Examples

Metamorphism From
Example
Clay
Slate
Limestone
Marble
Sandstone
Quartzite
Granite
Gneiss
Shale
Schist
Coal
Graphite
Metamorphic Rocks
Rock Cycle
Rock Cycle | Source

Rock Cycle

It is easy to define Metamorphic rocks. But its definition opens a Pandora's Box of convertibility of rocks. This process of conversion of one type of rocks into another is a continuous one and is called Rock Cycle.

Rock Cycle is a way to depict the changes in rocks from one form to another in a recurring sequence. It was first suggested by James Hutton, the founder of Modern Geology. Let us examine the Rock Cycle. The diagram above contains 5 crucial agents.

Weathering and Erosion: This refers to the action of wind and water. It leads to the segmentations and layering of other types of rocks.

Deposition and Diagenesis: After weathering and erosion the rocks are remain buried. They undergo chemical, mechanical and biological change called diagenesis to form sedimentary rocks.

Pressure and Heat: This refers to the conditions of underground rocks which undergo high pressure and temperatures and are turned into metamorphic rocks.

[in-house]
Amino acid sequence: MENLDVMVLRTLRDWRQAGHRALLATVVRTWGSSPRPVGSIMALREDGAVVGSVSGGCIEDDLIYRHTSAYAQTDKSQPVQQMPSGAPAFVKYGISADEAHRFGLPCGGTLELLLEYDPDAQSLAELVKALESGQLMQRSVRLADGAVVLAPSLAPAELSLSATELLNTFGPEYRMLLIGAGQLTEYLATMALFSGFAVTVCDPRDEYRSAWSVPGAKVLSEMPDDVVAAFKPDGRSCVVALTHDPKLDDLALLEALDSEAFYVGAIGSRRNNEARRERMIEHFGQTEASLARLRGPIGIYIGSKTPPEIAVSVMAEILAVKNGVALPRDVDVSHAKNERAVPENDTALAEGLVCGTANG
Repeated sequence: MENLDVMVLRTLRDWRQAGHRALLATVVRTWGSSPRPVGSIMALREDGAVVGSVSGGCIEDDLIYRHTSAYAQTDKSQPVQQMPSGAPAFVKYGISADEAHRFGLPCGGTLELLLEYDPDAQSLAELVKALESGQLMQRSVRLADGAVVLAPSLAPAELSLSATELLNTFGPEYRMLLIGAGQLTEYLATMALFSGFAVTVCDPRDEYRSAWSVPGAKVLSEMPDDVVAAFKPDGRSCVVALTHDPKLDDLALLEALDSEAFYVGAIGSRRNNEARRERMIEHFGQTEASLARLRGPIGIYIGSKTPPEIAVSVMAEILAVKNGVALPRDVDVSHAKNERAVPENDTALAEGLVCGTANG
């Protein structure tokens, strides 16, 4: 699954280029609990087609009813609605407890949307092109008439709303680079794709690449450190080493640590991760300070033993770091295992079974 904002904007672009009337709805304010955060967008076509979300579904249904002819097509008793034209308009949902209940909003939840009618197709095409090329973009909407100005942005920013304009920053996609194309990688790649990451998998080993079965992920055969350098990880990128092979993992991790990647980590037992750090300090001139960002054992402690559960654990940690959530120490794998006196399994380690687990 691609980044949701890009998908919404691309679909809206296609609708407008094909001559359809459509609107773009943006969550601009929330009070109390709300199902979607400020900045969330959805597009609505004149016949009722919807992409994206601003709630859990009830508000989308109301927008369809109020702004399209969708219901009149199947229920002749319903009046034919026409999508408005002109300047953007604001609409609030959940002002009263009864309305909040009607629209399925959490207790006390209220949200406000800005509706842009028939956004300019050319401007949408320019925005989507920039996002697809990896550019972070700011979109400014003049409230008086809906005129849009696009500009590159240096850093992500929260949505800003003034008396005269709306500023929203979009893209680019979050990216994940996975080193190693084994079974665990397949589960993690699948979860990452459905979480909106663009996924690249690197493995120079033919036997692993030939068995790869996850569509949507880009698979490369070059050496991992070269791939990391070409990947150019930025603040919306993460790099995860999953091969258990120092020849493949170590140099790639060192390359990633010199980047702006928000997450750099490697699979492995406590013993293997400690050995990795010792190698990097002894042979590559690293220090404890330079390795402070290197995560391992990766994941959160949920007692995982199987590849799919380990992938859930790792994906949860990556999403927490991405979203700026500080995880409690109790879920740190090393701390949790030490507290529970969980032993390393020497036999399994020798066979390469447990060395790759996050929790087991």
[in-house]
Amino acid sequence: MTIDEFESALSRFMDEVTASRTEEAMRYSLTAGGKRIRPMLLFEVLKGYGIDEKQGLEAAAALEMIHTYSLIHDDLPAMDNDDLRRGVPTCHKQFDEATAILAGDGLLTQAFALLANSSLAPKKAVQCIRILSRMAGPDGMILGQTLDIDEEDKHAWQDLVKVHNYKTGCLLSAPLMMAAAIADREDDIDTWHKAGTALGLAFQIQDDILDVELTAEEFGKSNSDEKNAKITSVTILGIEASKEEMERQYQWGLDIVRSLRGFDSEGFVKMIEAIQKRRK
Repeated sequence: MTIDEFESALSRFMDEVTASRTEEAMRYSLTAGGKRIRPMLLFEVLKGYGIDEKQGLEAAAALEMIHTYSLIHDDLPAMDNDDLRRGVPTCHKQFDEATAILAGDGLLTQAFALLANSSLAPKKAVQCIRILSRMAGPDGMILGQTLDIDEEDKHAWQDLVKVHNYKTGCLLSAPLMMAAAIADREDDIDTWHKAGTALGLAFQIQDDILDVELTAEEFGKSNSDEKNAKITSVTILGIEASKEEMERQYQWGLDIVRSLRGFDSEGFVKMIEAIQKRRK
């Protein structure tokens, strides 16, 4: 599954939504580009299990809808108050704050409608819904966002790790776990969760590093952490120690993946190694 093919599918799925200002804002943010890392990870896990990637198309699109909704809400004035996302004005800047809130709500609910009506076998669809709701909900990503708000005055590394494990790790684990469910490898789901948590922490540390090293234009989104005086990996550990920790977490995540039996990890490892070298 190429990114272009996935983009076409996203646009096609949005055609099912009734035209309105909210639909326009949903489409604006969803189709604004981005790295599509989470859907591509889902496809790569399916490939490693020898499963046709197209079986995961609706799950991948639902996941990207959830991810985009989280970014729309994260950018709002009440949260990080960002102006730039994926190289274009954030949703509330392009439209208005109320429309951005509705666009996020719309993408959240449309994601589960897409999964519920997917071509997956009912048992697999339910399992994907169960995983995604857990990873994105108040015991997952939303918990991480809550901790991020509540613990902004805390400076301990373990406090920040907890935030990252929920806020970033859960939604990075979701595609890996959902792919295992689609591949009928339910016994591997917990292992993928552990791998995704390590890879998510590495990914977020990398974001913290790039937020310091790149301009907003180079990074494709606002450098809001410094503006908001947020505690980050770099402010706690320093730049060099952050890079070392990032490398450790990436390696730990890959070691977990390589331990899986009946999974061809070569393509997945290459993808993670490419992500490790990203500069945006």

Conversion of Rocks back to Magma: This happens around seismic zones. When two tectonic plates strike each other, chances are that one of them will slide underneath. This layer then turns into magma and gets recycled on some other part of the earth.

Crystallization: This has already been discussed in Igneous Rocks section.

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Features of Some Common Rocks

Igneous rocks -

Granite - is light colored with large inter-locking crystals. It can't be scratched easily.

Gabbro - is dark colored with large inter-locking crystals. It can't be scratched easily.

Basalt - is dark colored with small crystals. It can't be scratched easily.

Sedimentary rocks -

Limestone - is made from shells, corals and calcite. It can be scratched with nail.

Sandstone - is made from sand grains. It can't be scratched easily.

Shale - is made from mud and fossils. It can be scratched with nail and easily broken.

Metamorphic rocks -

Marble - is converted from limestone. It can be scratched with nail

Slate - is converted from shale. It can be scratched with nail and easily broken.

Quartzite - is converted from sandstone. It can't be scratched easily.

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    • Gurpreet Seehra profile image
      Author

      Gurpreet Seehra 5 years ago from Chandigarh, India

      Thank You Aman for reading it. I recommend you to try the quiz as well. Your sweet comment is very well appreciated. :) Good luck.

    • amanthkr01 profile image

      Aman Thakur 5 years ago from India

      Superb article. You explained the geography of rock in very lucid way. All the information about rocks is summed up in one hub.